DEV Community


Posted on

How to migrate with Knex.js locally in Supabase

To migrate with local Supabase

Supabase provides a local development environment that can be used to facilitate development.
The following are possible ways to migrate with Supabase.

Each method has its advantages and disadvantages, and in the case of the raw SQL pattern, it is better in some cases to know a little PL/pgSQL to put the seed in. For Prisma, you may need to learn the syntax and look into GitHub discussion. Knex.js also requires learning the syntax. For those unfamiliar with the Prisma front-end, I think Knex.js is the easiest to understand at this point, so I will introduce this method.

Install Supabase locally

The documents are available.
Please note that this is quite a lot of traffic to install.
Hopefully when you access http://localhost:54323/ you will see a screen like this.

Supabase Studio

The Migration Procedure

As a prerequisite, we will describe the procedure in case we want to add an authentication feature. If not, modify the procedure as necessary. Go to the supabase folder you created in the previous section and generate package.json.

npm init -y
Enter fullscreen mode Exit fullscreen mode

Install pg and knex.

npm install -g knex
npm install pg
Enter fullscreen mode Exit fullscreen mode

Generate knexfile.js.

knex init
Enter fullscreen mode Exit fullscreen mode

Once the knexfile is generated, make the following changes to the file.

// Update with your config settings.

 * @type { Object.<string, import("knex").Knex.Config> }
module.exports = {
  development: {
    client: "pg",
    connection: "postgresql://postgres:postgres@localhost:54322/postgres",
    pool: {
      min: 2,
      max: 10,
    migrations: {
      directory: __dirname + "/migrations",
    seeds: {
      directory: __dirname + "/seeds/development",

Enter fullscreen mode Exit fullscreen mode

The postgresql://postgres:postgres@localhost:54322/postgres part is the local postgres URL.
Next, generate the file for migration.

npx knex migrate:make migration_name 
Enter fullscreen mode Exit fullscreen mode

Open the files in the generated migration folder and edit it as follows.

exports.up = function (knex) {
  return knex.schema.createTable("profiles", (table) => {
    table.string("name", 18).notNullable;

 * @param { import("knex").Knex } knex
 * @returns { Promise<void> }

exports.down = function (knex) {
  return knex.schema.dropTable("profiles");
Enter fullscreen mode Exit fullscreen mode

In this file, auth.users, a table containing sensitive user information, is inaccessible to general users for security reasons. Inaccessibility means that information such as your name, handle, icon, etc. cannot be retrieved (some information such as email address can be retrieved from auth.getUser). Instead, the profiles table created in this file is used to allow general users to access user information. ↓For more details, click here.

Execute the following command to perform migration up.

knex migrate:up
Enter fullscreen mode Exit fullscreen mode

Accessing http://localhost:54323/ will create the profiles table as follows.

The tables created

Generate the trigger

To link the auth.users and profiles tables, a trigger should be registered in the database so that when data is entered into the auth.users table (i.e., a new user is registered), data is entered into the profiles table.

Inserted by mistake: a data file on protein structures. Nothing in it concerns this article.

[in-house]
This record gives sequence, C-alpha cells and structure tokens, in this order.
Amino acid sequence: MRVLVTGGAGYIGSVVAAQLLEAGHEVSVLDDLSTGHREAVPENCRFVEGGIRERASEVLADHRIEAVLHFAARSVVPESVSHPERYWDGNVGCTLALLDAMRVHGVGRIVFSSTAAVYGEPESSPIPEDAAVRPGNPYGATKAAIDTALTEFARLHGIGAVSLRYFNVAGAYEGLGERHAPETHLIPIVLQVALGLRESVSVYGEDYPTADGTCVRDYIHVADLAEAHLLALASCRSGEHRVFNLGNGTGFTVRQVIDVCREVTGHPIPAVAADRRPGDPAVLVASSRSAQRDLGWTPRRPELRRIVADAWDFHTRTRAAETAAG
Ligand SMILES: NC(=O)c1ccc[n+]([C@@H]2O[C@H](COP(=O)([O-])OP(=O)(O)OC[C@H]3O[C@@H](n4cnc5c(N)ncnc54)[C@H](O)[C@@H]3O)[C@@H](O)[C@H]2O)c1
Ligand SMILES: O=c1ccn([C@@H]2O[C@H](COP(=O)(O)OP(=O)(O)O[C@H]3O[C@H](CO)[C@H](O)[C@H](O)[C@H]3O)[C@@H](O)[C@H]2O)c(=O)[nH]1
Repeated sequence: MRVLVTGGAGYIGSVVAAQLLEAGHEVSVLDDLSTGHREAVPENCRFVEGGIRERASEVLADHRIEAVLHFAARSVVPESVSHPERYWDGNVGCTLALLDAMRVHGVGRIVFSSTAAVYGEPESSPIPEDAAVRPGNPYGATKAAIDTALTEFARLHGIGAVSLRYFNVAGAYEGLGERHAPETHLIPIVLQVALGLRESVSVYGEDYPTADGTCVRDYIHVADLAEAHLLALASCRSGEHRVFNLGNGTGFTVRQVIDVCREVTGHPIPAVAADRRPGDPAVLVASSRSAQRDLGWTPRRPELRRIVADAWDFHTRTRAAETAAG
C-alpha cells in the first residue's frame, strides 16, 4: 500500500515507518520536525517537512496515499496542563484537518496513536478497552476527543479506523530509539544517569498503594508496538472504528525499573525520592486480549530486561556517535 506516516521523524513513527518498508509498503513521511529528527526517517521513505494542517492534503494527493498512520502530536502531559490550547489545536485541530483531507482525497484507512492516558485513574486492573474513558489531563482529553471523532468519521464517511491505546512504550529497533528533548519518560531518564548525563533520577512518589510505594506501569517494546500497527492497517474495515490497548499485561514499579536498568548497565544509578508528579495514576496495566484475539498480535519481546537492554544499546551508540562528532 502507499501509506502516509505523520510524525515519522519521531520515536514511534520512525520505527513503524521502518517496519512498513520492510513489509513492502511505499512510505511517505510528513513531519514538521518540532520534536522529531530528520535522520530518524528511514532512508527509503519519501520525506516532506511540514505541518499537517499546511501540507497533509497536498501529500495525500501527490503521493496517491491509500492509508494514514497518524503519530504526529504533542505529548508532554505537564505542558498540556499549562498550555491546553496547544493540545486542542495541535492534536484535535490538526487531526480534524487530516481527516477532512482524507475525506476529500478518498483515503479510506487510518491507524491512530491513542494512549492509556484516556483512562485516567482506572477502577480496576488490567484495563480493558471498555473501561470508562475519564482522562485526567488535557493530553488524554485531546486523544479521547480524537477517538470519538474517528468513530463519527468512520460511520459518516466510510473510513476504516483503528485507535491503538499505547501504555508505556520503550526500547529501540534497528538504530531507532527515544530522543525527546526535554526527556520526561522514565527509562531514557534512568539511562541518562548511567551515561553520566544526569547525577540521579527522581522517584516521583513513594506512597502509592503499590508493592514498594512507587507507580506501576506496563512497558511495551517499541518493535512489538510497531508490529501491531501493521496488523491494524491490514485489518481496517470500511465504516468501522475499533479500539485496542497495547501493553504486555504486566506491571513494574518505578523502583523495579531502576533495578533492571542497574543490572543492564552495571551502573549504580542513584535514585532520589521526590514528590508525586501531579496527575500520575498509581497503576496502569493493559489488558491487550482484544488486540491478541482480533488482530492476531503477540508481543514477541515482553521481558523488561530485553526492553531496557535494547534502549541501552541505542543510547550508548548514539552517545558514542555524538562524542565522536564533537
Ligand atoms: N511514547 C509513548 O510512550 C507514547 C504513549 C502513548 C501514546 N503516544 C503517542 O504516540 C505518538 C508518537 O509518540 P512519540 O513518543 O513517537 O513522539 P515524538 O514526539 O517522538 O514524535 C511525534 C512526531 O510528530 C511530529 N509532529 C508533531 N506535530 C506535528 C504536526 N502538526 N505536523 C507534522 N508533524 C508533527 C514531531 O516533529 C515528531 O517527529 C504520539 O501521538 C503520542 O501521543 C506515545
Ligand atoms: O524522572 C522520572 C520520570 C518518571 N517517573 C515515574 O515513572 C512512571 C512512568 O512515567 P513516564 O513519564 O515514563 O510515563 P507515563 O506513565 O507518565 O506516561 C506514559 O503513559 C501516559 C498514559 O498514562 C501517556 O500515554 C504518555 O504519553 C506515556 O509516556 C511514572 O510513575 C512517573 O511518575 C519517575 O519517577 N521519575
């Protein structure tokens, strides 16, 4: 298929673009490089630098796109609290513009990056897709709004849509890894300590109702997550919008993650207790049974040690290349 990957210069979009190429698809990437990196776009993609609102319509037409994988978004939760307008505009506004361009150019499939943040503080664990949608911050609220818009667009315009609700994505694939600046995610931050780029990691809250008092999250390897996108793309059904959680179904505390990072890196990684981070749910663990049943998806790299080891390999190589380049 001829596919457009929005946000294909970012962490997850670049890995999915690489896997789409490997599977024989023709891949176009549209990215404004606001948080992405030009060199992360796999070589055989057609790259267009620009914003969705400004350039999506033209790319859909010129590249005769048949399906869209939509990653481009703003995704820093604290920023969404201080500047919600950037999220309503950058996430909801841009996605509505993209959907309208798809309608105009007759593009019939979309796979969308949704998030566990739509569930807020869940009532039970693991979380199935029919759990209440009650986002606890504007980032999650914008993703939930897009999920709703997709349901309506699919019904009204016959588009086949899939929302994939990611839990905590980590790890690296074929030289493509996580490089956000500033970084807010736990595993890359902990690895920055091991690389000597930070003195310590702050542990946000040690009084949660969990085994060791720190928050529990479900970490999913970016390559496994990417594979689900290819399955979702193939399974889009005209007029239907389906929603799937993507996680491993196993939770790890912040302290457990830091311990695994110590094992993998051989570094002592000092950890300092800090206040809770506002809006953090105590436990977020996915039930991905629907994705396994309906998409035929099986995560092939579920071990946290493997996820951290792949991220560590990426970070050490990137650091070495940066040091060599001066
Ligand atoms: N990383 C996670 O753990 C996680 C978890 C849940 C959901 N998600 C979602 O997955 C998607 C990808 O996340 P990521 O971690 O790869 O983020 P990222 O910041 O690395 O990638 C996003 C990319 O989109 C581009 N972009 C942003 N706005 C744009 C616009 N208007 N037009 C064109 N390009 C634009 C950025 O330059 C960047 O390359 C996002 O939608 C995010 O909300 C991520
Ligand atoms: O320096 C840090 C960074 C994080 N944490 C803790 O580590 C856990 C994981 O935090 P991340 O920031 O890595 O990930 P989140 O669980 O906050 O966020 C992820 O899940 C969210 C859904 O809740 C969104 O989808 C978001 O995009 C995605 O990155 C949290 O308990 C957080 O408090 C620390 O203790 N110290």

Add the following code to seed.sql.

-- inserts a row into public.profiles
create function public.handle_new_user()
returns trigger
language plpgsql
security definer set search_path = public
as $$
  insert into public.profiles (id, name)
  values (, new.raw_user_meta_data ->>'name');
  return new;

-- trigger the function every time a user is created
create trigger on_auth_user_created
  after insert on auth.users
  for each row execute procedure public.handle_new_user();
Enter fullscreen mode Exit fullscreen mode

Once the database is initialized, run the following command to start over: supabase stop.

supabase stop
supabase start
knex migrate:up
Enter fullscreen mode Exit fullscreen mode

The seed.sql is run at supabase start. If all went well, the on_auth_user_created trigger should be generated as follows.
on_auth_user_created trigger

Insert the seeds

The following command is executed to create the seed file.

knex seed:make seeds
Enter fullscreen mode Exit fullscreen mode

Edit the seed file as follows.

const crypto = require("crypto");
const uuid1 = crypto.randomUUID();

 * @param { import("knex").Knex } knex
 * @returns { Promise<void> }
exports.seed = async function (knex) {
  // Deletes ALL existing entries
  await knex("auth.users").del();
  await knex("auth.users").insert({
    id: uuid1,
    raw_user_meta_data: JSON.stringify({ name: "hoge" }),
Enter fullscreen mode Exit fullscreen mode

We generate a uuid and seed the auth.users and profiles tables.
Execute the following command.

knex seed:run
Enter fullscreen mode Exit fullscreen mode

The data is now in the tables.

  • auth.users table

auth.users table

  • profiles table profiles table

If we add tables, we will be able to continue the frontend development with Supabase.
Knex.js can do less than Prisma, and type generation from models is not possible. However, the Supabase CLI covers type generation from tables, so I think it would be a good match with no role conflicts. I think it is a good match. For client-side CRUD, @supabase/supabase-js is used and Knex is not used. This is to avoid SQL injection client-side SQL is controlled.

Top comments (1)

rodpatulski profile image

I'm new to migrations, but what benefit would working with knex.js versus using the builtin supabase cli migration tooling?